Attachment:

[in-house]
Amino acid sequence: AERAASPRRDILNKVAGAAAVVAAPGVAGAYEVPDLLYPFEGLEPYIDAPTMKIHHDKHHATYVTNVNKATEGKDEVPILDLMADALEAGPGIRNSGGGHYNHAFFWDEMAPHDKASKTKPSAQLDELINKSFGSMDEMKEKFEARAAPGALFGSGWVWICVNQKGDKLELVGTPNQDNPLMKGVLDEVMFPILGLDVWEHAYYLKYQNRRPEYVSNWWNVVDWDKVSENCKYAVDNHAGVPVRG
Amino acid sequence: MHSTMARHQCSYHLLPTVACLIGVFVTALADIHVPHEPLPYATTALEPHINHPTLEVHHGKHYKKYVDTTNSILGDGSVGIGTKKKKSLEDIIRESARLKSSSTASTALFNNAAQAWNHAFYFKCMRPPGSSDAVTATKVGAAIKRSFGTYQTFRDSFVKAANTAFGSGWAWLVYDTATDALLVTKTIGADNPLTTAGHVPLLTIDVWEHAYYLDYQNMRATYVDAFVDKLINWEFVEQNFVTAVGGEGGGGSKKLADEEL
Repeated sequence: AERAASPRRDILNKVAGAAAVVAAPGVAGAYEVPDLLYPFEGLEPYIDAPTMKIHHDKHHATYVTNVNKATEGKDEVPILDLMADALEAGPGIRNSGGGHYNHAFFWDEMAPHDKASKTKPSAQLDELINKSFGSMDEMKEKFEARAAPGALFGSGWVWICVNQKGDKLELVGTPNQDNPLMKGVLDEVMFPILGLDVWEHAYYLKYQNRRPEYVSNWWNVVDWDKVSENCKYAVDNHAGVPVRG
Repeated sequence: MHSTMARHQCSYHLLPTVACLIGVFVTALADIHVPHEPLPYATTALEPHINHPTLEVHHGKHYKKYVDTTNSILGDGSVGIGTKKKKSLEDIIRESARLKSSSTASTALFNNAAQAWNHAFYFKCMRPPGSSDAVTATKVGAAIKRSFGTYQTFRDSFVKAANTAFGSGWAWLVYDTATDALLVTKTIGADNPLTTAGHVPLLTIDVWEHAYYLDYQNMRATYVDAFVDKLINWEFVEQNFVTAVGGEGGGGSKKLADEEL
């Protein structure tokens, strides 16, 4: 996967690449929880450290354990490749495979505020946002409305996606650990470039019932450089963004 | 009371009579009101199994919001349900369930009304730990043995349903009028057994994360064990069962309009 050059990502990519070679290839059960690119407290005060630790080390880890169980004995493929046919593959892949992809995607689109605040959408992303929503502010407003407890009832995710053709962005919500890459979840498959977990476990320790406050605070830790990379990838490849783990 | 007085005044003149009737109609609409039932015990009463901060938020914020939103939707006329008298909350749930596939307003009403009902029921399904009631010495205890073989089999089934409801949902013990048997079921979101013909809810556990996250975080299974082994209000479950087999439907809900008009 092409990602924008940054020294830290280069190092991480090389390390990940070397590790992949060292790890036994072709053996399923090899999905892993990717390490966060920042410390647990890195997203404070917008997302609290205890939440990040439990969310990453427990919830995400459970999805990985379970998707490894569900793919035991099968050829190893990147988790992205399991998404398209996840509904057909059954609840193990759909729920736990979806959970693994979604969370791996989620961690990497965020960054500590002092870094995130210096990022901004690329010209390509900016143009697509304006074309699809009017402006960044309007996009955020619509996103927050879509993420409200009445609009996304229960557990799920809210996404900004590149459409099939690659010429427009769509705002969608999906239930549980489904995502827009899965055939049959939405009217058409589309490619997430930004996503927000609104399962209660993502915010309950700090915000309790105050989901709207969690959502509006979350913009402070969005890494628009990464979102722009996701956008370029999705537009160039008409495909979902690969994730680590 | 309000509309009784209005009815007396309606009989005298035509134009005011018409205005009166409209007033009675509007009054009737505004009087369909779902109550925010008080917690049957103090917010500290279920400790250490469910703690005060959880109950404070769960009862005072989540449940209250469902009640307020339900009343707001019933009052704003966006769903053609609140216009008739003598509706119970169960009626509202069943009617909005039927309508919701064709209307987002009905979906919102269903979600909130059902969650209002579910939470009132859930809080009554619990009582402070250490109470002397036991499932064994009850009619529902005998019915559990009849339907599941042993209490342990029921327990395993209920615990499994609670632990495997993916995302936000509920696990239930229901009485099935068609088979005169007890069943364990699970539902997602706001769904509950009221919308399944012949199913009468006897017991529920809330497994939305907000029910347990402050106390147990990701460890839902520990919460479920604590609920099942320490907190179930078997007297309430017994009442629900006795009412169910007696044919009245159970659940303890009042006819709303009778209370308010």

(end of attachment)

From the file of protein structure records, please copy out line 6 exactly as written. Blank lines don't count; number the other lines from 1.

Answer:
């Protein structure tokens, strides 16, 4: 996967690449929880450290354990490749495979505020946002409305996606650990470039019932450089963004 | 009371009579009101199994919001349900369930009304730990043995349903009028057994994360064990069962309009 050059990502990519070679290839059960690119407290005060630790080390880890169980004995493929046919593959892949992809995607689109605040959408992303929503502010407003407890009832995710053709962005919500890459979840498959977990476990320790406050605070830790990379990838490849783990 | 007085005044003149009737109609609409039932015990009463901060938020914020939103939707006329008298909350749930596939307003009403009902029921399904009631010495205890073989089999089934409801949902013990048997079921979101013909809810556990996250975080299974082994209000479950087999439907809900008009 092409990602924008940054020294830290280069190092991480090389390390990940070397590790992949060292790890036994072709053996399923090899999905892993990717390490966060920042410390647990890195997203404070917008997302609290205890939440990040439990969310990453427990919830995400459970999805990985379970998707490894569900793919035991099968050829190893990147988790992205399991998404398209996840509904057909059954609840193990759909729920736990979806959970693994979604969370791996989620961690990497965020960054500590002092870094995130210096990022901004690329010209390509900016143009697509304006074309699809009017402006960044309007996009955020619509996103927050879509993420409200009445609009996304229960557990799920809210996404900004590149459409099939690659010429427009769509705002969608999906239930549980489904995502827009899965055939049959939405009217058409589309490619997430930004996503927000609104399962209660993502915010309950700090915000309790105050989901709207969690959502509006979350913009402070969005890494628009990464979102722009996701956008370029999705537009160039008409495909979902690969994730680590 | 309000509309009784209005009815007396309606009989005298035509134009005011018409205005009166409209007033009675509007009054009737505004009087369909779902109550925010008080917690049957103090917010500290279920400790250490469910703690005060959880109950404070769960009862005072989540449940209250469902009640307020339900009343707001019933009052704003966006769903053609609140216009008739003598509706119970169960009626509202069943009617909005039927309508919701064709209307987002009905979906919102269903979600909130059902969650209002579910939470009132859930809080009554619990009582402070250490109470002397036991499932064994009850009619529902005998019915559990009849339907599941042993209490342990029921327990395993209920615990499994609670632990495997993916995302936000509920696990239930229901009485099935068609088979005169007890069943364990699970539902997602706001769904509950009221919308399944012949199913009468006897017991529920809330497994939305907000029910347990402050106390147990990701460890839902520990919460479920604590609920099942320490907190179930078997007297309430017994009442629900006795009412169910007696044919009245159970659940303890009042006819709303009778209370308010």